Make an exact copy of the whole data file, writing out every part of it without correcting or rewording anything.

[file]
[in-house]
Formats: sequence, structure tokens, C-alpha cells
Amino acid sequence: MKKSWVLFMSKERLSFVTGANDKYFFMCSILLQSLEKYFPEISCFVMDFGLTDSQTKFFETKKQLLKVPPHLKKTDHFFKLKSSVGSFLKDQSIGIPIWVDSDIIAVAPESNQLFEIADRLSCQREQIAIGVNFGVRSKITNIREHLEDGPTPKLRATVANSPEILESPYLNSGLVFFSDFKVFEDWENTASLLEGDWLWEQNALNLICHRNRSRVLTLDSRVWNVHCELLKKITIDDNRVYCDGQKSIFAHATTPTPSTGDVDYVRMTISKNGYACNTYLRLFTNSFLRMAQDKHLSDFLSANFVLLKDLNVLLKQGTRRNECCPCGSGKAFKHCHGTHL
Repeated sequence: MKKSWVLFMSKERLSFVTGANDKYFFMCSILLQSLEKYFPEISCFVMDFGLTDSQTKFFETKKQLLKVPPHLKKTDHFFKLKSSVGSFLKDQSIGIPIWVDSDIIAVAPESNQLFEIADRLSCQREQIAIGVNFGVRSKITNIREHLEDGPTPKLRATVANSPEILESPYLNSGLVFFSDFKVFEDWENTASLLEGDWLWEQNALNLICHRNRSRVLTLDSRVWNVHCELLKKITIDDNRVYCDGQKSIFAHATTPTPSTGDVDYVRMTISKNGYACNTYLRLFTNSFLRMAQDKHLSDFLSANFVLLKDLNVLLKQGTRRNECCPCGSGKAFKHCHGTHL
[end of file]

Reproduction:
[in-house]
Formats: sequence, structure tokens, C-alpha cells
Amino acid sequence: MKKSWVLFMSKERLSFVTGANDKYFFMCSILLQSLEKYFPEISCFVMDFGLTDSQTKFFETKKQLLKVPPHLKKTDHFFKLKSSVGSFLKDQSIGIPIWVDSDIIAVAPESNQLFEIADRLSCQREQIAIGVNFGVRSKITNIREHLEDGPTPKLRATVANSPEILESPYLNSGLVFFSDFKVFEDWENTASLLEGDWLWEQNALNLICHRNRSRVLTLDSRVWNVHCELLKKITIDDNRVYCDGQKSIFAHATTPTPSTGDVDYVRMTISKNGYACNTYLRLFTNSFLRMAQDKHLSDFLSANFVLLKDLNVLLKQGTRRNECCPCGSGKAFKHCHGTHL
Repeated sequence: MKKSWVLFMSKERLSFVTGANDKYFFMCSILLQSLEKYFPEISCFVMDFGLTDSQTKFFETKKQLLKVPPHLKKTDHFFKLKSSVGSFLKDQSIGIPIWVDSDIIAVAPESNQLFEIADRLSCQREQIAIGVNFGVRSKITNIREHLEDGPTPKLRATVANSPEILESPYLNSGLVFFSDFKVFEDWENTASLLEGDWLWEQNALNLICHRNRSRVLTLDSRVWNVHCELLKKITIDDNRVYCDGQKSIFAHATTPTPSTGDVDYVRMTISKNGYACNTYLRLFTNSFLRMAQDKHLSDFLSANFVLLKDLNVLLKQGTRRNECCPCGSGKAFKHCHGTHL